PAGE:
Why we need to increase taxes on the rich
“President Obama announced plans Monday to fund his $447 billion jobs bill largely by raising taxes on wealthier families.”
— Washington Post lead article on 9/13/2011
Bravo! It’s about time a national leader had the courage to use the T word. There is no solution to the federal debt fiasco that does not involve raising taxes on the well-off. Washington’s decade-long allergy to the word tax – or its reliance on silly euphemisms like “surcharge” or “revenue enhancement” – must end. Barack Obama did the country a service by putting this on the table.
Here’s the part the left will not like. Assume the president’s jobs bill is enacted, and is funded not by yet more borrowing but by raising taxes on the well-off. That will pretty much tap out “tax the rich” as a political strategy and rally cry. Unless the economy really takes off, further progress against the debt will need to come from entitlement cuts and raising taxes on the middle class.
Internal Revenue Service data show that in 1992, the effective federal income tax rate on the well-off was 26 percent. Today, after two tax cuts under George W. Bush, the effective rate is about 17 percent.
Obama’s latest proposal would raise the effective income rate on the affluent by about 2 percent. Bear in mind the ObamaCare legislation, most of which does not take effect until 2013 – just after Obama stands for reelection – already is scheduled to raise the effective tax rate on the well-off by about 4 percent. (I’m simplifying rates and policies that are designed to be incomprehensible.)
So suppose ObamaCare goes into law as planned, and the president gets his wish on the jobs bill. The effective federal tax rate on the well-off will rise 6 percent, from the current 17 percent to 23 percent. That’s almost what it was under Bill Clinton, before Bush the Younger began cutting taxes. Not much room left for “tax the rich” as the solution to ever-worsening government red ink.
And this would be before the new supercommittee acts, assuming it ever does. Raising taxes on the affluent to pay for the latest stimulus plan would nearly preclude the supercommittee from using this tactic as a main aspect of deficit reduction. The supercommittee would be forced to concentrate on entitlement cuts and middle-class taxes.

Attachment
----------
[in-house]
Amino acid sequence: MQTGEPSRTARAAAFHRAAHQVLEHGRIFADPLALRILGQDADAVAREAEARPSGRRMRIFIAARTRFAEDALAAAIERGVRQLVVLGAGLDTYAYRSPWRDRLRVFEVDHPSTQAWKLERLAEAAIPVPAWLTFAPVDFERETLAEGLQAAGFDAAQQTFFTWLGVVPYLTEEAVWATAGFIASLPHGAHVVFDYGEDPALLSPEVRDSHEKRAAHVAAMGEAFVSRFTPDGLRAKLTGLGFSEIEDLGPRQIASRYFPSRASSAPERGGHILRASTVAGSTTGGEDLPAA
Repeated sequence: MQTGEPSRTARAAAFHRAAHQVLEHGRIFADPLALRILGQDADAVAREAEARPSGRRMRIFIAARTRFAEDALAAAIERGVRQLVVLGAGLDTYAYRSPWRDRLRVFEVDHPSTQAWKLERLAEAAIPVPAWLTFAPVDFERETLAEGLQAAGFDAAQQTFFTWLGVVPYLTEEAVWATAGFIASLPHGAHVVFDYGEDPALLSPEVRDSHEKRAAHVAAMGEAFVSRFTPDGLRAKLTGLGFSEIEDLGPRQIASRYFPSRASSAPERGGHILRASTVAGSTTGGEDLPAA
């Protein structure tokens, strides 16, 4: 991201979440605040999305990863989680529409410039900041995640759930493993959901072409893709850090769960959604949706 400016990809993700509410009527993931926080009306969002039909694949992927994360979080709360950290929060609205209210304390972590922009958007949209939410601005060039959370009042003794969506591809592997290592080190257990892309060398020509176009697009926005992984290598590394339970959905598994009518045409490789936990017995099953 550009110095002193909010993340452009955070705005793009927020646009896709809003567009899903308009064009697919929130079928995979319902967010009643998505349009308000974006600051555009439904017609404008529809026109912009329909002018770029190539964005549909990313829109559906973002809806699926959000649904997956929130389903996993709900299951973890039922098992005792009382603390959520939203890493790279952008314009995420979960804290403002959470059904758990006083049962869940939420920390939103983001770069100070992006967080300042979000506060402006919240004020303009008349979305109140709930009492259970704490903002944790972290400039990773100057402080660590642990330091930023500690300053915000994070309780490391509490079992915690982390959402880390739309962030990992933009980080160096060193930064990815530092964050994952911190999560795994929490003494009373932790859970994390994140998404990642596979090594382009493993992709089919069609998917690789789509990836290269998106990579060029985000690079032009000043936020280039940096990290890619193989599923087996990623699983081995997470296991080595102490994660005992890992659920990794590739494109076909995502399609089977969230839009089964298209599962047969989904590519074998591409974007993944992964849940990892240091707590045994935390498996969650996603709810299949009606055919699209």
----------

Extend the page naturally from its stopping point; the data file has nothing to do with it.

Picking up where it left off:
Currently, according to IRS data, about $2 trillion is earned by those with incomes greater than $100,000. The current effective top-end tax rate of 17 percent yields about $340 billion. If that effective rate raises to 23 percent as Obama proposes, then the well-off would pay another $120 billion annually in federal taxes. That helps – and because everything helps, such tax increases must be done. But adding $120 billion a year to federal revenue is not going to solve a deficit projected to run above $1 trillion per annum indefinitely.
Suppose additional tax increases, such as the higher federal top rates President Obama has proposed, were enacted. Obama’s top-rate proposals would raise the effective rate on the affluent to around the 26 percent that Barack and Michelle Obama paid in 2010. That would add about $220 billion per year to federal revenue. Again a big help, but again not alone the solution to trillion-plus deficits.
Even a confiscatory Soak the Rich approach – raising the effect federal tax rate on the well-off to 50 percent – would max out at adding another $660 billion per year to federal revenue, against trillion-plus annual deficits projected out as far as anyone dares to think about this mess. And that’s assuming a Soak the Rich approach would not dampen the economy.
Requiring the well-off to pay more is a step that must be taken, and sooner the better. But unless the economy really booms, there is no scenario in which increased taxation on the affluent can, alone, fix the national debt. (This Tax Policy Center paper has details.) Entitlement cuts simply must happen, and higher taxes on the middle class may have to happen, too.
Bear in mind that while Bush the Younger’s two tax cuts were kind to millionaires, they also reduced income tax rates on the working class and middle class. Today, some 49 percent of Americans pay no federal income taxes at all. They benefit from the system, but pay in nothing. Small wonder that debt keeps getting worse.
Last December, the Deficit Commission found that higher taxes, entitlement cuts and economic growth are all required to deal with the national debt. There’s just no other way out.
So bravo for President Obama being honest about the need to raise taxes on the well-off. Let’s do this right away. And then let’s accept that entitlement cuts and other painful measures still will be needed. The politically palatable, relatively easy step of going after the affluent just doesn’t solve the problem.